It's hard to complain about sleeping outside when you're sleeping on a queen sized air mattress but I'm sure I will find a way. Oh. Here's a way: Our friends were driving all the way from LA to camp in our general region. Erik and my job was to find a camping spot. Erik wanted to camp where we'd been hiking a couple of weeks ago, near Sycamore Canyon. That was a good plan until the Eagle Something fire started. It was neared the Grand Canyon than Sycamore but still, a little close for comfort.
So we had heard about this great place, West Clear Creek, reminiscent of the Pacific Northwest where the water runs like water, something that doesn't so often happen in the driest month in one of the driest states. Erik bought a book about Arizona Wilderness areas--West Clear Creek was supposedly the most remote region--perfect for camping with kids and dogs. So we drove out Lake Mary Road, past the swampy Mormon Lake and past Happy Jack. We took a right according to the Wilderness book and drove to the end of 81E where we saw a great overlook, a massive canyon where the earth had been peeled back to show all the planet's hard work of layering rocks. It was cool, driving up to the edge. Down at the bottom was the Creek. It didn't feel so northwesty up on the edge although there were plenty of ponderosa. Also, it turns out, plenty of bugs. We were outside of the car for six minutes when we were swarmed by gnats, no-see-ums, mosquitoes. I have never had a bug bite in Arizona--one of the benefits of the waterless world--and yet, I was sticking Max under my shirt and running for the car. Maybe there was something particularly buggy about edges of canyons. So we climbed back in the car, smushing gnats and mosquitoes against the windows, and driving inland. I texted the person who had been camping on West Clear Creek. She texted me an hour's worth of texts. It was much further away than any of us could have thought. I thanked her for spending all her texting money trying to get us to the Pacific Northwest through Arizona back channels but told her we couldn't go that far that night. So we looked on around there.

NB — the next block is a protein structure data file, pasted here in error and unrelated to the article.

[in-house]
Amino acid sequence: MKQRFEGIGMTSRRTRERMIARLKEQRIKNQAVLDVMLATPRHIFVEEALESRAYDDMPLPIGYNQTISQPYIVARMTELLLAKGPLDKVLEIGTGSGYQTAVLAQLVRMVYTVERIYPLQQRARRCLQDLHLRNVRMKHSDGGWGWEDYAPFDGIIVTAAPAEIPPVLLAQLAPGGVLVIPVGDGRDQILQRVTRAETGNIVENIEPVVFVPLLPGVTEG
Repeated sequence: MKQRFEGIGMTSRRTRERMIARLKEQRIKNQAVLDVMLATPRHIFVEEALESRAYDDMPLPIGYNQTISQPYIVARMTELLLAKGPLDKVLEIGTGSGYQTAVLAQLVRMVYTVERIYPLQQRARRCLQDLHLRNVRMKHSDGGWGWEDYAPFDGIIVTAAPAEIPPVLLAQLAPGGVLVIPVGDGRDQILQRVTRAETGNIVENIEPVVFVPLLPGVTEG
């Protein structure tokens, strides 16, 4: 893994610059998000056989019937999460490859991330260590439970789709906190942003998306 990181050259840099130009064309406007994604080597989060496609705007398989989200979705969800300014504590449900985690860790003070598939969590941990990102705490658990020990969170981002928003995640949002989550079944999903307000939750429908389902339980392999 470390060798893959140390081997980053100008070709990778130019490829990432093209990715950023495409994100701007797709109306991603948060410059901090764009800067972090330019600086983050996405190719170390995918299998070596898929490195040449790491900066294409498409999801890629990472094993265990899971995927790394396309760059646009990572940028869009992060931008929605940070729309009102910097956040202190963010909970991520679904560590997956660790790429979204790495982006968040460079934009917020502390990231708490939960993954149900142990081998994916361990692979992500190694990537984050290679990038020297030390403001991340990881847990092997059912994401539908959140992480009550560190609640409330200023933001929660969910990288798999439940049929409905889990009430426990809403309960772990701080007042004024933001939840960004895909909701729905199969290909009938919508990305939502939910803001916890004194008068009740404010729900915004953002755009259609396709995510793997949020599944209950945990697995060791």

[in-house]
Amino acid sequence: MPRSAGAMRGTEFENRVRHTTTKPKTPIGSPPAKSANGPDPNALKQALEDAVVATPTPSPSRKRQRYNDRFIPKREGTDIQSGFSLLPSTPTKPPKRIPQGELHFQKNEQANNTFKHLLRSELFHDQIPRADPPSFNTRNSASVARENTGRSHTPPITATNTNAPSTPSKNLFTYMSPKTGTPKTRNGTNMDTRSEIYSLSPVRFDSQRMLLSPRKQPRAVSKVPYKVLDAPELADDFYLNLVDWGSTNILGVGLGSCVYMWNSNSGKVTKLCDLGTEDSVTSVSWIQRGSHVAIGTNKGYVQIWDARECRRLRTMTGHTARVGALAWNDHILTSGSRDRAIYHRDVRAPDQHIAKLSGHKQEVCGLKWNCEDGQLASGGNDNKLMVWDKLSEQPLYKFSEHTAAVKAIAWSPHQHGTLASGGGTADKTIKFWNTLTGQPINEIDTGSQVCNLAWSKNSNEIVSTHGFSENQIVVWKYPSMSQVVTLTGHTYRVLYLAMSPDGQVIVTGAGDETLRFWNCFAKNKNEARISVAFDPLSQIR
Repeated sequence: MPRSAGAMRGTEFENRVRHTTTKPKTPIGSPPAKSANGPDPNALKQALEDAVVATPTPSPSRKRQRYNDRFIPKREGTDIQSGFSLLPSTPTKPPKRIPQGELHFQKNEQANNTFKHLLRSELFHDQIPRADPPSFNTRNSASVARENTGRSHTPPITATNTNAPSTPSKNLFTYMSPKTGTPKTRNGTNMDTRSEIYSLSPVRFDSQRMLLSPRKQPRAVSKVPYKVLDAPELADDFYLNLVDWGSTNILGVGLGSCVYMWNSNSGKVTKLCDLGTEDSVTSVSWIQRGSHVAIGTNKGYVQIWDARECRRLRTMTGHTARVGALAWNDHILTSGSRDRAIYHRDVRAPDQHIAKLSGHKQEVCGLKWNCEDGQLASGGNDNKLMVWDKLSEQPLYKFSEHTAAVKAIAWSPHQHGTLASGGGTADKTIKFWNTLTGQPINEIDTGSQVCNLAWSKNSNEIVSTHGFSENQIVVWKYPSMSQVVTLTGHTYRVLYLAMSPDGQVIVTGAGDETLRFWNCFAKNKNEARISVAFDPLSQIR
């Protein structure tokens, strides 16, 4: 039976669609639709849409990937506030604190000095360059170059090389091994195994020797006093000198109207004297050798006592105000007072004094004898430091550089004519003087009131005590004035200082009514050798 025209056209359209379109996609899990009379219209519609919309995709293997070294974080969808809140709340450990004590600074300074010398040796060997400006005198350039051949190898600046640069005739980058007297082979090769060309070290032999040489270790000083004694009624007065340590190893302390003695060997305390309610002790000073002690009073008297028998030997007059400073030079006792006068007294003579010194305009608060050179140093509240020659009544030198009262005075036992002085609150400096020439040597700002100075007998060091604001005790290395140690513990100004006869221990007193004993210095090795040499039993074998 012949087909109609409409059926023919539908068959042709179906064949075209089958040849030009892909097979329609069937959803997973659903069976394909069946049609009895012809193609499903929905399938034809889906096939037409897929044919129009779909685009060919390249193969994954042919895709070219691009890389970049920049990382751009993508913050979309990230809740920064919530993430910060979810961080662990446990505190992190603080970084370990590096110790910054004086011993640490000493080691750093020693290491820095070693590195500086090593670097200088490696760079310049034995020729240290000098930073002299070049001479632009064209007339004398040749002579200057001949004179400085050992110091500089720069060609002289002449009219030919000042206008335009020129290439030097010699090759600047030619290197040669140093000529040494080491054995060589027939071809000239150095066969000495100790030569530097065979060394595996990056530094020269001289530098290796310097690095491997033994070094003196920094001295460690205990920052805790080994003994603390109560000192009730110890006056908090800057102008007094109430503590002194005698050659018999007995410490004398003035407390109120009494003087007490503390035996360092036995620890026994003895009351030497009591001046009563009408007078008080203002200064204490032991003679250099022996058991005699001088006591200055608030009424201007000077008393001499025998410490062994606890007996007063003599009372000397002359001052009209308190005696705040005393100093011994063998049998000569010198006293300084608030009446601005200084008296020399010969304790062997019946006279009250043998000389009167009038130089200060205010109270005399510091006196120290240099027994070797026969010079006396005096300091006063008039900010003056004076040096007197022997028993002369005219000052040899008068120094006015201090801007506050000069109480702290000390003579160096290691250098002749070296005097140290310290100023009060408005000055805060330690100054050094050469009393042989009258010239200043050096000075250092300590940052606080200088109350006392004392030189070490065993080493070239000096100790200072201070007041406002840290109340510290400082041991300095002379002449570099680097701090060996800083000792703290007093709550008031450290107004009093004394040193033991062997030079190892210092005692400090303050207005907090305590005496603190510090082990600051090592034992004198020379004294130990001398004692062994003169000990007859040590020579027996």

The next spot, you couldn't even see water, definitely safe for an itch free camping experience. I got out. Erik got out. We got the tent out because damnit, we've been driving for hours, we're only an hour a way from our house and it's getting late and it's our job to find the camping spot for our friends (who, because of their late start, wouldn't be getting there until after dark). Three poles of the four stuck into the tent, Erik said, this is a lot of bugs. We should go, I said. But we've been driving forever. But our friends will never find us back here in the dark, and we'll all be eaten alive. But where will we go? There were bugs everywhere. Mormon Lake, which we'd passed just a few miles before did have water in it--something Erik and I tried to find last summer and couldn't. It had been a wet winter. Wet enough to encourage five million mosquitoes and, since it was so remote, offer them only 4 pink bodies to feast on. We were the only lunch around.
Do you know where we went? Home.
In some ways, this is the biggest success of our camping life. It is hard to admit defeat. The car was packed to the ceiling and the roof rack box was packed to 200 times past capacity. But there was just no way to justify 1000 bug bites just because our mission was to camp.I couldn't imagine inviting these friends from LA to drive all that way to camp in I what was, upon further investigation, just a few weeks ago a swamp.
I texted the LA friends and told them to meet us at our house. They were relieved. They'd been driving all day and still had hours to go. I apologized to the house sitter and as we drove home, counted this as an accomplishment. It's hard for me to change plans in the middle, it's hard for Erik to give up on finding that perfect, and it's hard to get over the frustration of what felt like a wasted day. But it wasn't really wasted. Now we know where the creek is and how to get there. Now we've seen three (Grand, Sycamore and West Clear Creek) vast, revealing canyons. Now we know (and still know, scratch), that there ARE mosquitoes in Arizona. We've seen Lake Mary almost full and Mormon Lake with water. We know our car can, with Tetris like organization, fit 75% of our house in it.
We ate instead of trout pan fried with bacon, roasted cauliflower, olive and feta, and potatoes tossed with butter and Parmesan, Kraft Macaroni and Cheese. It was delicious. Our friends showed up at 9 or so and we all got to sleep on regular, airless mattresses.
The next night, we weren't so lucky. More later.